Few people understand how mathematics is connected to music. Music has to do with scales and notes. Mathematics has to do with numbers and symbols. How are they connected? While most people may be surprised, at its core, music can be considered math! In fact, scientists understand musical structure by using math equations! They use what's known as set theory, the branch of math that studies sets of objects, number theory, the branch of math that deals with properties of numbers, and abstract algebra, the branch of math that studies the structures of things to understand music.
The Mozart Effect refers to research that indicates listening to Mozart's vast work of classical music somehow temporarily makes it easier for the human brain to perform what's called "spatial-temporal reasoning" which is the ability to visualize special patterns and then mentally manipulate those patterns. Some areas of mathematics rely heavily on this ability. This is what scientists are referring to when they insist that listening to Mozart make you smarter, especially when you are very young. It's presumed to have some kind of effect on mental development.
In acoustic music and instruments like the acoustic guitar, a beat is the interference you hear when two separate sounds waves of different frequencies hit your ear at the same time. Trigonometry is the study of the triangles and their planes. So how do those two intersect? A beat frequency is an example of what's known as a "product to sum" identity and that is what is used to identify triangles (aka trigonometry). In other words, scientists were able to define beat frequency into an equation!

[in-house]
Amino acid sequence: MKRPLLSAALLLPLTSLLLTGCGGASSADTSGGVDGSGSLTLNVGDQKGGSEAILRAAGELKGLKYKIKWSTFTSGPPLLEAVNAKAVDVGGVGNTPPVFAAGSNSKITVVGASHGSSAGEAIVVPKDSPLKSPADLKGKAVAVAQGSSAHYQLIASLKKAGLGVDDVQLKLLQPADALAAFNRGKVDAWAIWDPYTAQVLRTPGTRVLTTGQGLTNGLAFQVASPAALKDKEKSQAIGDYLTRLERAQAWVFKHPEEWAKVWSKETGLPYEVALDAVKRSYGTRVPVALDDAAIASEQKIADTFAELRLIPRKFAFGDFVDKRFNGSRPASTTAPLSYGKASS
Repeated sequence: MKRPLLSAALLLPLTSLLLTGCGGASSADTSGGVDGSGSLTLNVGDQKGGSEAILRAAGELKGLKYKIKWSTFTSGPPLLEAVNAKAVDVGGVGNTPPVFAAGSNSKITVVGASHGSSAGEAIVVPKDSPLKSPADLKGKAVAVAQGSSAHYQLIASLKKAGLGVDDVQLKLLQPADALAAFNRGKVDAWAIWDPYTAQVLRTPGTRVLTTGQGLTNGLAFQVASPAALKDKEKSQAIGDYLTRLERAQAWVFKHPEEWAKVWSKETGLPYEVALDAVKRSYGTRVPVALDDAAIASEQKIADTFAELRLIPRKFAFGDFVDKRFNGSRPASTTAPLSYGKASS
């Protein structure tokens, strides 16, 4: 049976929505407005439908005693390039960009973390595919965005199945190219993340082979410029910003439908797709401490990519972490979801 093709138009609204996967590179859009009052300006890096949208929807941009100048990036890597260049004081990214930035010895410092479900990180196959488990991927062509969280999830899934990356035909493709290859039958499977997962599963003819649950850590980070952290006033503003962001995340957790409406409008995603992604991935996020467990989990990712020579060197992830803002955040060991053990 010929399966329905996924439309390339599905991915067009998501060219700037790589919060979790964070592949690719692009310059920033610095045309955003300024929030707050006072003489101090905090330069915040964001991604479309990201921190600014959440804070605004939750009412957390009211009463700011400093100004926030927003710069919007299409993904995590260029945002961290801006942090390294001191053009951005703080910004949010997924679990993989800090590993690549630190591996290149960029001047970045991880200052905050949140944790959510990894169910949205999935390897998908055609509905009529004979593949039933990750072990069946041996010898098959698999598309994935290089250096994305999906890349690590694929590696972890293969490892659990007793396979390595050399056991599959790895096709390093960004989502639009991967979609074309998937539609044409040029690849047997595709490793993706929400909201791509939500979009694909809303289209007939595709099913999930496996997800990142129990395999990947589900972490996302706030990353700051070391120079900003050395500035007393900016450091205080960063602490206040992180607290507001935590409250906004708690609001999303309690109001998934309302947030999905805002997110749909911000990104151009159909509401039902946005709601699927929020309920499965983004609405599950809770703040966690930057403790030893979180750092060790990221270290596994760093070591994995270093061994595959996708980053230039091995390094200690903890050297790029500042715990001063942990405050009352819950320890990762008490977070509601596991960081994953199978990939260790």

Interestingly, it's actually easier to understand music if you've first mastered math. Music and math both use basic concepts or rules that remain constant no matter what action is being performed; music and math both use shapes, patterns, and numbers. A good example of a pathway between the two is a musician assigning musical notes to a particular sequence. That musician is measuring those notes and fitting them into the sequence where they belong and mathematicians do the same thing when figuring out equations.
Tuning an instrument also uses math! The easiest example would be a piano. The interval between one piano note and the next should always be an octave. When it becomes out of tune, the octaves are no longer the proper length apart. There is also a set distance between notes like C and G and D and A; it should be a fifth. An octave corresponds to the ratio of 2/1; a fifth corresponds to 3/2. So, when someone is tuning a piano, they use the Pythagorean scale to measure the distance between the notes and adjust them properly. And that's just one example of an instrument that uses math for tuning.